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John Yems hits back over racism ban: ‘Apologies should be coming my way’

John Yems hits back over racism ban: ‘Apologies should be coming my way’

  • Former Crawley manager responds after ban to June 2024
  • ‘I find it very offensive for people to say I’m racist,’ he says

The former Crawley manager John Yems believes he is “owed an apology” despite having committed 12 aggravated breaches of Football Association rules on discrimination. Yems was found by an independent FA panel to have called players in his squad “curry munchers”, “terrorists” and “Zulu warriors” among a range of slurs and banned him from football until June 2024.

In an unrepentant interview on TalkSport on Thursday, however, Yems downplayed the seriousness of the charges he faced and insinuated the original complaints had been manufactured by players with grievances against him.

“People out there are going to say what they’re going to say,” he said. “I am saying to you I wasn’t found to be racist, I never used racist language with intent. If anyone is owed an apology I think I do.

“All the abuse I’ve been getting without people even having the courtesy to ask me. I don’t think people have even looked at the case with open-mindedness. And I think if you go in there there’s a few apologies that should be coming my way.”

Yems went on: “The thing that I’ve done wrong has been highlighted to me and it’s shown me there are certain things you can’t say or do . If that’s the rules now and that’s what you’re supposed to do then let people know. But for me it’s the intent of what [has been] said: I have not purposely gone out to say to somebody x, y or z purely because the colour of their skin.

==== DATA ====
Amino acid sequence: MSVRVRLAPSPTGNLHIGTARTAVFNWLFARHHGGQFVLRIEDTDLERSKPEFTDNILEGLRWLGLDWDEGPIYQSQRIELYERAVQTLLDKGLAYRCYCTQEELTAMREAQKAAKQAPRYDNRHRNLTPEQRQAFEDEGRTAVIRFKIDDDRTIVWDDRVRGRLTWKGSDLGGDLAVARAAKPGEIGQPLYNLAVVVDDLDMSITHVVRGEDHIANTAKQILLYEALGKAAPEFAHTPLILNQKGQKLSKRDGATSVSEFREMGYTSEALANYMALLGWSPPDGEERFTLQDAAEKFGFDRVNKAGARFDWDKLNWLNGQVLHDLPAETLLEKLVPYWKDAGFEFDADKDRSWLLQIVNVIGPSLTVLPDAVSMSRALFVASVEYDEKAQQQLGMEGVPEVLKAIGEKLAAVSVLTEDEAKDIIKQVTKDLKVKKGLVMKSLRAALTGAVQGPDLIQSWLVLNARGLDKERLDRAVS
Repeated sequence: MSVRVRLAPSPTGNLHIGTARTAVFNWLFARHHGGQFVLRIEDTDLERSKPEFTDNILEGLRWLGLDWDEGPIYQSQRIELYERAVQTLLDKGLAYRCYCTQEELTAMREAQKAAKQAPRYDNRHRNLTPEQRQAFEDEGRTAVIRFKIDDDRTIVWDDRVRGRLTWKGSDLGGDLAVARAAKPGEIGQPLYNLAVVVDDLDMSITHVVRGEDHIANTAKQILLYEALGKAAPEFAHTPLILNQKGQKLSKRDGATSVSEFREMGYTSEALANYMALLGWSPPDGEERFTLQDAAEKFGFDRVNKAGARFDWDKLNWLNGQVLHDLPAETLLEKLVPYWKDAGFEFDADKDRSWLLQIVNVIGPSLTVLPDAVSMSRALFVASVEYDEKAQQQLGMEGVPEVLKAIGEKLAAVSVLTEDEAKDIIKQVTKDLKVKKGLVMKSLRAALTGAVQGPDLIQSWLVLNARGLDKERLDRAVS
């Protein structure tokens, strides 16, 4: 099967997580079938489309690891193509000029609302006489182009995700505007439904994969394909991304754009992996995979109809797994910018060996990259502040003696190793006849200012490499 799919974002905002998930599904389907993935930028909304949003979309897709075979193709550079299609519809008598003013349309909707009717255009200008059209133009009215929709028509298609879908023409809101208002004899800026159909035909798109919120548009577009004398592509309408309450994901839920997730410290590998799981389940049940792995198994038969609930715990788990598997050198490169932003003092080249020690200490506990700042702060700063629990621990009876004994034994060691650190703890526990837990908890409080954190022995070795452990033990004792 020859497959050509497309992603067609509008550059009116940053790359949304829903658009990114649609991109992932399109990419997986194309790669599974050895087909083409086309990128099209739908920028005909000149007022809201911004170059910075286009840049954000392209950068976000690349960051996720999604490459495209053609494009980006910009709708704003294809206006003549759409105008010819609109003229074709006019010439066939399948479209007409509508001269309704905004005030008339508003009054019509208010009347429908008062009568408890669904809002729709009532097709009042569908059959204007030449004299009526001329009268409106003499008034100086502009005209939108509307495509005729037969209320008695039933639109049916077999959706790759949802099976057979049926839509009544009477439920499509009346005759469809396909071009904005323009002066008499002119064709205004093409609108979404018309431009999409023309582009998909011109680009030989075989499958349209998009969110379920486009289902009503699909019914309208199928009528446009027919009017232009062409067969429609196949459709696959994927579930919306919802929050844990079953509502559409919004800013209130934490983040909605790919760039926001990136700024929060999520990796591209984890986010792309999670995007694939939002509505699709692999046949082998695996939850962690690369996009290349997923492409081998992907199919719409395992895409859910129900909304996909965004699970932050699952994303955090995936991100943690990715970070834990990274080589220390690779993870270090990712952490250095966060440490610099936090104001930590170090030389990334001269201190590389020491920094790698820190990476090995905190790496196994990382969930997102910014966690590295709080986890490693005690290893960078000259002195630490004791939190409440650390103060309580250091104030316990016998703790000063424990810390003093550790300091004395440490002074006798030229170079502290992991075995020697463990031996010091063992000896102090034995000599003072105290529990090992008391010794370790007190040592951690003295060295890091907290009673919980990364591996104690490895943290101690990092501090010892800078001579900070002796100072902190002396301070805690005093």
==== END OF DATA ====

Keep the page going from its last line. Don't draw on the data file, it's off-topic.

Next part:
“You’re hearing one side of the story. There’s no witnesses. There were four boys who were released by me at the end of the season that wasn’t being offered contracts. Make your own mind up and form your own opinion about what goes on in football.”

Yems was banned from working in football for 18 months by the independent regulatory commission after they considered 15 charges against the 62-year-old, with Yems accepting one further charge. Explaining the scale of the sanction, the committee said they had chosen to limit the punishment because they did not believe Yems was a “conscious” racist. Anti-racism campaigners have warned that set a “dangerous precedent by allowing perpetrators to hide behind a ‘banter defence’”.

The consideration fell outside the remit of the panel and was rejected by the FA, but Yems used it in his interview, alongside the withdrawal of one of 17 original charges, as proof he had been unfairly treated.

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“They’ve said I’ve used old-fashioned language and if that’s the case that’s the case, but it wasn’t for me to be racist. That’s a terrible, terrible thing to say to somebody and it’s so easy to throw them accusations because you throw enough mud and guess what, it will stick. I find it very offensive for people to say I’m racist.”

The withdrawn charge related to a claim that Yems had racially segregated his dressing room. Yems said this particular charge had resulted in his receiving threats and his wife being followed to work, though he also appeared to suggest further charges had been dropped too, which was not the case.

“I was doorstepped for two days, my wife was followed to work, people were phoning me up saying they were going to do this and do that to me. All over a charge that I segregated dressing rooms, segregated pitches, didn’t pick black players because they were black, didn’t do this, didn’t do that. And I was like: ‘What’s going on? And guess what?’ They dropped all them charges … and that never gets a mention.”

This post was originally published on this site

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